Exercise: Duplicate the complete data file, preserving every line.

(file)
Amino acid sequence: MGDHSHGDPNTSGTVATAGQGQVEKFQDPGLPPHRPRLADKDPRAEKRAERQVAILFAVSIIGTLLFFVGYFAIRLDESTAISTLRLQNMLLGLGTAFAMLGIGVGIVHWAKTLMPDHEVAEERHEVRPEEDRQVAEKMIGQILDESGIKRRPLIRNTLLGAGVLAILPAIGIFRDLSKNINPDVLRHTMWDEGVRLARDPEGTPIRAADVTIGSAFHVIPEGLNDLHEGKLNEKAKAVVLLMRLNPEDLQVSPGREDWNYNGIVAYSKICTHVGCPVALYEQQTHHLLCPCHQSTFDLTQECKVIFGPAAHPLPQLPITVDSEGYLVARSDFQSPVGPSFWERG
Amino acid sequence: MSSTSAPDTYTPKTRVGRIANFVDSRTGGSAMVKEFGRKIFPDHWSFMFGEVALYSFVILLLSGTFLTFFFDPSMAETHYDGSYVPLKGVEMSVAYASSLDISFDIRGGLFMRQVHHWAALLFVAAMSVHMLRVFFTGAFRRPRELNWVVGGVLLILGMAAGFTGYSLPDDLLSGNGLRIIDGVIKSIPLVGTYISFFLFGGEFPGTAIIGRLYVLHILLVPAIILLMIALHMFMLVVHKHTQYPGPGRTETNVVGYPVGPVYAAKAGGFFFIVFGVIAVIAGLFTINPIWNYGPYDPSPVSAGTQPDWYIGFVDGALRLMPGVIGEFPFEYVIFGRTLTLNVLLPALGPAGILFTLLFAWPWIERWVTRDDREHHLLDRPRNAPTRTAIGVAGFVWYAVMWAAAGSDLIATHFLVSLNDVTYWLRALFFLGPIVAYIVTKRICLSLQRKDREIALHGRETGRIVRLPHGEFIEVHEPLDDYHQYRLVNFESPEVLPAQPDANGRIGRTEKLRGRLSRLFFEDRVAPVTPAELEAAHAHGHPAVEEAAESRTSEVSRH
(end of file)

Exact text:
Amino acid sequence: MGDHSHGDPNTSGTVATAGQGQVEKFQDPGLPPHRPRLADKDPRAEKRAERQVAILFAVSIIGTLLFFVGYFAIRLDESTAISTLRLQNMLLGLGTAFAMLGIGVGIVHWAKTLMPDHEVAEERHEVRPEEDRQVAEKMIGQILDESGIKRRPLIRNTLLGAGVLAILPAIGIFRDLSKNINPDVLRHTMWDEGVRLARDPEGTPIRAADVTIGSAFHVIPEGLNDLHEGKLNEKAKAVVLLMRLNPEDLQVSPGREDWNYNGIVAYSKICTHVGCPVALYEQQTHHLLCPCHQSTFDLTQECKVIFGPAAHPLPQLPITVDSEGYLVARSDFQSPVGPSFWERG
Amino acid sequence: MSSTSAPDTYTPKTRVGRIANFVDSRTGGSAMVKEFGRKIFPDHWSFMFGEVALYSFVILLLSGTFLTFFFDPSMAETHYDGSYVPLKGVEMSVAYASSLDISFDIRGGLFMRQVHHWAALLFVAAMSVHMLRVFFTGAFRRPRELNWVVGGVLLILGMAAGFTGYSLPDDLLSGNGLRIIDGVIKSIPLVGTYISFFLFGGEFPGTAIIGRLYVLHILLVPAIILLMIALHMFMLVVHKHTQYPGPGRTETNVVGYPVGPVYAAKAGGFFFIVFGVIAVIAGLFTINPIWNYGPYDPSPVSAGTQPDWYIGFVDGALRLMPGVIGEFPFEYVIFGRTLTLNVLLPALGPAGILFTLLFAWPWIERWVTRDDREHHLLDRPRNAPTRTAIGVAGFVWYAVMWAAAGSDLIATHFLVSLNDVTYWLRALFFLGPIVAYIVTKRICLSLQRKDREIALHGRETGRIVRLPHGEFIEVHEPLDDYHQYRLVNFESPEVLPAQPDANGRIGRTEKLRGRLSRLFFEDRVAPVTPAELEAAHAHGHPAVEEAAESRTSEVSRH